Review: Breeders at La Mama Courthouse

Review By Alice Mooney


Moments of dark satire, Sherrin footballs, cardboard, sequins, heels and even a chill-out room. This production has gone all out leaving no stone unturned. Breeders tackles difficult content but is perfectly executed by a cast and crew whose pride and joy filled the theatre. Written by Vanessa Jo Di Natale, Breeders explores the spectrum of neurodiversity, societal misconceptions and misinformation.


A family of four, three of whom are neurodivergent, navigate their way through life in a backdrop of dark historical practices, examples of ableism and discussions around troublesome labels. Through the perspective of daughter, Anna, Breeders unpacks lack of diagnosis as well as the lack of support and acknowledgement for families with neurodiverse children and parents. Each member of this family has a vastly different experience and perspective which is equally presented amongst a healthy dose of profoundly executed satire.


Benjamin Oakes is commanding as Paul, whose torment and scrutiny he harnesses with great vigour and physicality. Cecilia Low gives a raw an honest performance as the mother of two autistic girls, Tonya and Anna played by Jess Cook and Summer Metcalf. Jess Cook brings suffering, contentment, strength and autonomy to her non-verbal character, Tonya, while her sister Anna navigates a world pitted against them, with fierce curiosity.


There is a charismatic ensemble trio featuring Michael Chan who is hilarious and charming in multiple roles, the highlight being his representation of a liberal senator accurately deflecting hard questions. Rosalind Silver brings versatility and flair within her roles with effortless presence and comical timing. Together with Artemis Muñoz, this trio of anti-vaxxers left you uncomfortably convinced of their sincerity and plight. Muñoz also delighted with their stunning piano composition hypothesising ‘another universe’ in which such issues do not exist.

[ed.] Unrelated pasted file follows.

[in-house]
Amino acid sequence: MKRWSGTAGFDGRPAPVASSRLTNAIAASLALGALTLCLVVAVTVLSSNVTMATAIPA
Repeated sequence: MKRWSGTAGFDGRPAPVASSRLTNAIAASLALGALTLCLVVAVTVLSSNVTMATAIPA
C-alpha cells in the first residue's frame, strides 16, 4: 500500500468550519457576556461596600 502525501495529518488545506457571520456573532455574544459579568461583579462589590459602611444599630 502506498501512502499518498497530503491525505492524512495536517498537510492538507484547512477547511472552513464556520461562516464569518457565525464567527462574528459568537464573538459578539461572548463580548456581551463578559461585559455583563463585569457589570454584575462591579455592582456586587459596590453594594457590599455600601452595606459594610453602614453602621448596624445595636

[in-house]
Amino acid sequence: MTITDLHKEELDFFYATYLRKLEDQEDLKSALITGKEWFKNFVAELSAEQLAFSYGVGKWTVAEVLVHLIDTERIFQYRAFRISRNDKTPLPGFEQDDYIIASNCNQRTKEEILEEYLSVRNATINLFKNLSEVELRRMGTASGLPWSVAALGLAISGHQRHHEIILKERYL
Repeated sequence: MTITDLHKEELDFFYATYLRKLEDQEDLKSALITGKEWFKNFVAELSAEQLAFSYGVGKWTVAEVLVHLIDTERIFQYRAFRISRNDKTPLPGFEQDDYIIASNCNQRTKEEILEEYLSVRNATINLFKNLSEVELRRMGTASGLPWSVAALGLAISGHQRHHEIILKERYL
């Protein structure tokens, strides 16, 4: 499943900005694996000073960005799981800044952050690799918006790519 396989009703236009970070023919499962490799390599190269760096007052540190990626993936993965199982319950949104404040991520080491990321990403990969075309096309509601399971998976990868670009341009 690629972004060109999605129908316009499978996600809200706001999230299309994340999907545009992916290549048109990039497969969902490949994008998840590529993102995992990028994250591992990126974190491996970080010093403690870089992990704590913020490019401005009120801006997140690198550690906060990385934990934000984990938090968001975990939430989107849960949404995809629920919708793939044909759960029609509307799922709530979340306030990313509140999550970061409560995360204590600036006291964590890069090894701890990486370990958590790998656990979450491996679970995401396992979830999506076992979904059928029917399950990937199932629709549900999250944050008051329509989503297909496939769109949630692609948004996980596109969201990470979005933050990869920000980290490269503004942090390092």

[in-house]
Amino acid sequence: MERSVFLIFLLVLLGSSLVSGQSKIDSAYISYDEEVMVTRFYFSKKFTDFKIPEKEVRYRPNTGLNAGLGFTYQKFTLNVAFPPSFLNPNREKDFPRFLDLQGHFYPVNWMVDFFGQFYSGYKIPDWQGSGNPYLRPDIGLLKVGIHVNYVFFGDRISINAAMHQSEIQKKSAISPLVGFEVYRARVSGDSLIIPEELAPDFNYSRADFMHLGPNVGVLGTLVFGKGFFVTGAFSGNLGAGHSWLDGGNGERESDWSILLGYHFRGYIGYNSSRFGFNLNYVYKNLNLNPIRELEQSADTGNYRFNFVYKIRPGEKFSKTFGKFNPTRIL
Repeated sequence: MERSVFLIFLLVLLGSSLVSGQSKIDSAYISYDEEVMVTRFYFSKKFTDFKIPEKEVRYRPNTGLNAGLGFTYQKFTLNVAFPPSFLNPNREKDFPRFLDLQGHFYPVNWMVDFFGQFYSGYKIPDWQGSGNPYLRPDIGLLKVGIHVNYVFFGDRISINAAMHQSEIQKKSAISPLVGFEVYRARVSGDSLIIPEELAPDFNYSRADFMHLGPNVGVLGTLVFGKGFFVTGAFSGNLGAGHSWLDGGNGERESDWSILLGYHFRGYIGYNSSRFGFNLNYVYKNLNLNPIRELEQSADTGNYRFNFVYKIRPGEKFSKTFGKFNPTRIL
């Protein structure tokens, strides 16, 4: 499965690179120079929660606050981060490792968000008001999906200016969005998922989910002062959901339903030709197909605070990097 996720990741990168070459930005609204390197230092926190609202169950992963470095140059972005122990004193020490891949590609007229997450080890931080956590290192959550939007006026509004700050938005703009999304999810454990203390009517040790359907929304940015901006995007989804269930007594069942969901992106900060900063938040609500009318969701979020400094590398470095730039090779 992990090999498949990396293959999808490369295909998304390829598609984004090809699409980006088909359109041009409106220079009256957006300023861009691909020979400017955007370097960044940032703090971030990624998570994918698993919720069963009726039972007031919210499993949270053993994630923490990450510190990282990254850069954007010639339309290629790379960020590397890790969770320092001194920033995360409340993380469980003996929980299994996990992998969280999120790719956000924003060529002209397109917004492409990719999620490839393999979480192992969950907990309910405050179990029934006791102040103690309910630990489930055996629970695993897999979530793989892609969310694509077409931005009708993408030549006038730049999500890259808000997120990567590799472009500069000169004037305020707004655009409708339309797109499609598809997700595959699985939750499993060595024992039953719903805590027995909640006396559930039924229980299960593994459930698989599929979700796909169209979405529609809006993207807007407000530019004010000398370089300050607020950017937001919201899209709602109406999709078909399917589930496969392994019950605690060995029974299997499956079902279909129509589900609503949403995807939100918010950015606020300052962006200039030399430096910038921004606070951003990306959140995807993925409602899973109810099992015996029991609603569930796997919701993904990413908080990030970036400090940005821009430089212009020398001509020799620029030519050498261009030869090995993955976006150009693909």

Faultless lighting hits the mark and is well synced by Oliver Ross, while Olivia McKenna has taken care to present a comfortable balance of audio and visual sound design to match (videographer) Rachel Edward’s important and alarming footage of the infamous rhetoric by Andrew Wakefield. Arielle Vlahiotis’ bold choice of prop material is purposeful, humorous and unapologetic. The actors exploit the prop’s comical simplicity, steeling laughs that break up heavy themes.


There is a satirical game show, a trip to McDonald’s and a the most accurate impersonation of liberal senator right down to the Akubra hat. There are confronting issues that the Hall and the cast work through with authority and integrity. Breeders is evenly paced with clever transitions and actors used the space to great effect with bouts of chaos softened by surrounding stillness or monologue. This cast of seven had an infectious chemistry and were a pleasure to watch.


I would like to credit director Emma Mary Hall and her partnership with Vanessa Jo Di Natale, as well as the entire cast and crew, for an outstanding collaborative effort made to fully support the subject matter, with a strong commitment to access. I look forward to seeing this group involved in many more works.


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